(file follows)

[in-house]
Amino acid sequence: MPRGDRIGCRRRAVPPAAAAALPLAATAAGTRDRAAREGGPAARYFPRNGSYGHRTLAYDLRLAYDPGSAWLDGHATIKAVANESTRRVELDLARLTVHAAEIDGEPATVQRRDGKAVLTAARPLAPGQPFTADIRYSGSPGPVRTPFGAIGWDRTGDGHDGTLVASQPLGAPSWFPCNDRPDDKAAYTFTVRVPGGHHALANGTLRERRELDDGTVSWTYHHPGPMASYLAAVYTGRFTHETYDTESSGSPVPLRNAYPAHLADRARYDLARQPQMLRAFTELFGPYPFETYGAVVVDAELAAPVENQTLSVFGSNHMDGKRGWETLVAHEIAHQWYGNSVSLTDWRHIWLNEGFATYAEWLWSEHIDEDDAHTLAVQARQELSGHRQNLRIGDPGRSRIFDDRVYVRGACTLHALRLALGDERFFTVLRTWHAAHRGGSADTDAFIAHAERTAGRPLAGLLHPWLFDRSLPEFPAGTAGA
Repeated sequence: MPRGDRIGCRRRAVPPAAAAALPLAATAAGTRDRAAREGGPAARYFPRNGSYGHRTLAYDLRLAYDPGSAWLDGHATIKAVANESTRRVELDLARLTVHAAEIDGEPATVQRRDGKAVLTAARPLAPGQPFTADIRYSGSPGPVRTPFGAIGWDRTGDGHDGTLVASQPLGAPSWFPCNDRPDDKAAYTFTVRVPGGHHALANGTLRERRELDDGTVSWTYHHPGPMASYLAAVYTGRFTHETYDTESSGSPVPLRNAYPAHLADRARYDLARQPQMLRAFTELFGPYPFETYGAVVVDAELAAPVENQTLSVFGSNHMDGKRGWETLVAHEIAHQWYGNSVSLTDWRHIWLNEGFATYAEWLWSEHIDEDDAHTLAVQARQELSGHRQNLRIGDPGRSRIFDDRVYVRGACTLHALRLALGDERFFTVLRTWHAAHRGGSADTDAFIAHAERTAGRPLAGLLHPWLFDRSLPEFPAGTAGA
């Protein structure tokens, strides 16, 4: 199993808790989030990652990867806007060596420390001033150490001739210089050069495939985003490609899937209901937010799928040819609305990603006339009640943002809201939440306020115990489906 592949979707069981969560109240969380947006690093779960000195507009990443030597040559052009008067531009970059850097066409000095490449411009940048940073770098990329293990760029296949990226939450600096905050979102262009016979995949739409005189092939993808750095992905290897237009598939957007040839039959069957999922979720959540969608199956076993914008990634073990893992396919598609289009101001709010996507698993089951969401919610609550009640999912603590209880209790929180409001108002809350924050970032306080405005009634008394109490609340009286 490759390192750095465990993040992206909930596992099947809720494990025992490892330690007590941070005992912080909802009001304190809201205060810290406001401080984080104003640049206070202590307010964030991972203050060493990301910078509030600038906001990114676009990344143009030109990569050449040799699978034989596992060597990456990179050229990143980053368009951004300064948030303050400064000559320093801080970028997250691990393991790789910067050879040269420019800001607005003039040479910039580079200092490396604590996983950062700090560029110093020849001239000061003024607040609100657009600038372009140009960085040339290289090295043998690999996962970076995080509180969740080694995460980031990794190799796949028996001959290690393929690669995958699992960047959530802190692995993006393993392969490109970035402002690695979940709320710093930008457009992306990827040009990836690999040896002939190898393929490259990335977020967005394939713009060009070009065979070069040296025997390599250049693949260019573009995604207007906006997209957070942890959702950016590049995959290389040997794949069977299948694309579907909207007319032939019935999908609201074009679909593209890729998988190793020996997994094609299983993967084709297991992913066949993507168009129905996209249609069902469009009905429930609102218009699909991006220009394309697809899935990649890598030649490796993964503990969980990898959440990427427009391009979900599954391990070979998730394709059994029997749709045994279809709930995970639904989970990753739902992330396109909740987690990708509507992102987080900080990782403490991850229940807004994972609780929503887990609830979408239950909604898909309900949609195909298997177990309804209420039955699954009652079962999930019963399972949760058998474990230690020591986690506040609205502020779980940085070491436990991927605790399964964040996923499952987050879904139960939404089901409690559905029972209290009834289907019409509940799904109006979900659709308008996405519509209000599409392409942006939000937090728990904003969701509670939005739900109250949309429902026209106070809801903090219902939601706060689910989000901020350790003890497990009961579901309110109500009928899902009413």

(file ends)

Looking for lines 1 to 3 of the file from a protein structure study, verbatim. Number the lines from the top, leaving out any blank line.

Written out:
[in-house]
Amino acid sequence: MPRGDRIGCRRRAVPPAAAAALPLAATAAGTRDRAAREGGPAARYFPRNGSYGHRTLAYDLRLAYDPGSAWLDGHATIKAVANESTRRVELDLARLTVHAAEIDGEPATVQRRDGKAVLTAARPLAPGQPFTADIRYSGSPGPVRTPFGAIGWDRTGDGHDGTLVASQPLGAPSWFPCNDRPDDKAAYTFTVRVPGGHHALANGTLRERRELDDGTVSWTYHHPGPMASYLAAVYTGRFTHETYDTESSGSPVPLRNAYPAHLADRARYDLARQPQMLRAFTELFGPYPFETYGAVVVDAELAAPVENQTLSVFGSNHMDGKRGWETLVAHEIAHQWYGNSVSLTDWRHIWLNEGFATYAEWLWSEHIDEDDAHTLAVQARQELSGHRQNLRIGDPGRSRIFDDRVYVRGACTLHALRLALGDERFFTVLRTWHAAHRGGSADTDAFIAHAERTAGRPLAGLLHPWLFDRSLPEFPAGTAGA
Repeated sequence: MPRGDRIGCRRRAVPPAAAAALPLAATAAGTRDRAAREGGPAARYFPRNGSYGHRTLAYDLRLAYDPGSAWLDGHATIKAVANESTRRVELDLARLTVHAAEIDGEPATVQRRDGKAVLTAARPLAPGQPFTADIRYSGSPGPVRTPFGAIGWDRTGDGHDGTLVASQPLGAPSWFPCNDRPDDKAAYTFTVRVPGGHHALANGTLRERRELDDGTVSWTYHHPGPMASYLAAVYTGRFTHETYDTESSGSPVPLRNAYPAHLADRARYDLARQPQMLRAFTELFGPYPFETYGAVVVDAELAAPVENQTLSVFGSNHMDGKRGWETLVAHEIAHQWYGNSVSLTDWRHIWLNEGFATYAEWLWSEHIDEDDAHTLAVQARQELSGHRQNLRIGDPGRSRIFDDRVYVRGACTLHALRLALGDERFFTVLRTWHAAHRGGSADTDAFIAHAERTAGRPLAGLLHPWLFDRSLPEFPAGTAGA